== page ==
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manifest in utopia

rmeyers's picture

I typed this through once already, but Serendip timed out: for some reason I am actually thankful, as this gives me time to revise some of my thoughts.

As I was reading through the beautiful and obviously provoking (obviously attempting to provoke, depending on the person) "Digital Humanities Manifesto 2.0" I came across a word. A rather dangerous word.

Utopia. THE ideal, a closed and inner sanctum of dangerous purity. Almost the exact opposite of mixing and mashing, the very things this manifesto was begging its readers to do.

Here's the passage: "Digital Humanities have a utopian core shaped by its genealogical descent from the counterculture-cyberculture intertwinglings of the 60s and 70s. This is why it affirms the value of the open, the infinite, the expansive, the university/museum/archive/library without walls, the democratization of culture and scholarship, even as it affirms the value of large-scale statistically grounded methods (such as cultural analytics) that collapse the boundaries between the humanities and the social and natural sciences. This is also why it believes that copyright and IP standards must be freed from the stranglehold of Capital, including the capital possessed by heirs who live parasitically off of the achievements of their deceased predecessors."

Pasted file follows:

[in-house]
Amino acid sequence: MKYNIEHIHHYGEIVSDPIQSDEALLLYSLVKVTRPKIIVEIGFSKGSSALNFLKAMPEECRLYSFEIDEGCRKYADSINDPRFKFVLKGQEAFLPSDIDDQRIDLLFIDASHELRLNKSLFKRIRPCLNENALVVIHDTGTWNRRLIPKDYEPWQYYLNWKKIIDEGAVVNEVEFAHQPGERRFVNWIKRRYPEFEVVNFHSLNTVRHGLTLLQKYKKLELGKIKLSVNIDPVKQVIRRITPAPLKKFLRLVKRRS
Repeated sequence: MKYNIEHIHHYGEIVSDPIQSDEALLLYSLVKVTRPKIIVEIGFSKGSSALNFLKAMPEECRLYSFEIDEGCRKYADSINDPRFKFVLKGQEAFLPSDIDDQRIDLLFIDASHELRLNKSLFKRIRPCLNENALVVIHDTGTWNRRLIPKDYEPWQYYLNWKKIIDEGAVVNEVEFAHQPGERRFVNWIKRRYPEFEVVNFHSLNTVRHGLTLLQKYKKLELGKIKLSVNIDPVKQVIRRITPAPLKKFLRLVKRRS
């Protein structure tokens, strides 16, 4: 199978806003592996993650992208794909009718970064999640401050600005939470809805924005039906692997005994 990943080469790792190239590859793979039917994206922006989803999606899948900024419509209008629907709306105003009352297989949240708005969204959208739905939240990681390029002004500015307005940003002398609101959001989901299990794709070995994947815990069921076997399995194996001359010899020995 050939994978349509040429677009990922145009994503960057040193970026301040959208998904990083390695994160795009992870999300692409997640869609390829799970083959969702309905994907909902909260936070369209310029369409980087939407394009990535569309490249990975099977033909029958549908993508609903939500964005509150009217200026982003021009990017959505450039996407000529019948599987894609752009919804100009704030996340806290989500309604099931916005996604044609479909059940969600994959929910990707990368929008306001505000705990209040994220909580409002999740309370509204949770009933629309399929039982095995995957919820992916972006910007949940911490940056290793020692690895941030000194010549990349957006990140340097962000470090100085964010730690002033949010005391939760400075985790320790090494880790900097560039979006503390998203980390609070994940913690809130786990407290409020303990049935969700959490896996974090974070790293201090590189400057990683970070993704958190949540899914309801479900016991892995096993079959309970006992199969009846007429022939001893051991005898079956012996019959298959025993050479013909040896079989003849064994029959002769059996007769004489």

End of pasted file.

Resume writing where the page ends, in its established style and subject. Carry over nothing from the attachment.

Isn't the use of a word that pretends to be THE ideal a little dangerous in such a manifesto? Is a new clique being created, and opposite of the Ivory Tower? This word is so surpring because of its context: the manifesto even states singularity is as important as group effort and collaboration --why then use the word utopia? An open walled museum is no utopia. It is something simpler, more level.

Speaking of which: why so wordy? I understand the need the clarify, and I even support many of the notations, but isn't the manifest just saying: free exchange (maybe you want to insert a verb (like 'fight' perhaps) and pick a better word than 'free'). Break it down further: free ex-change. Change is one of the deepest roots of this manifesto, the freedom to exchange in order to change (or the changes that come with exchange, etc.).


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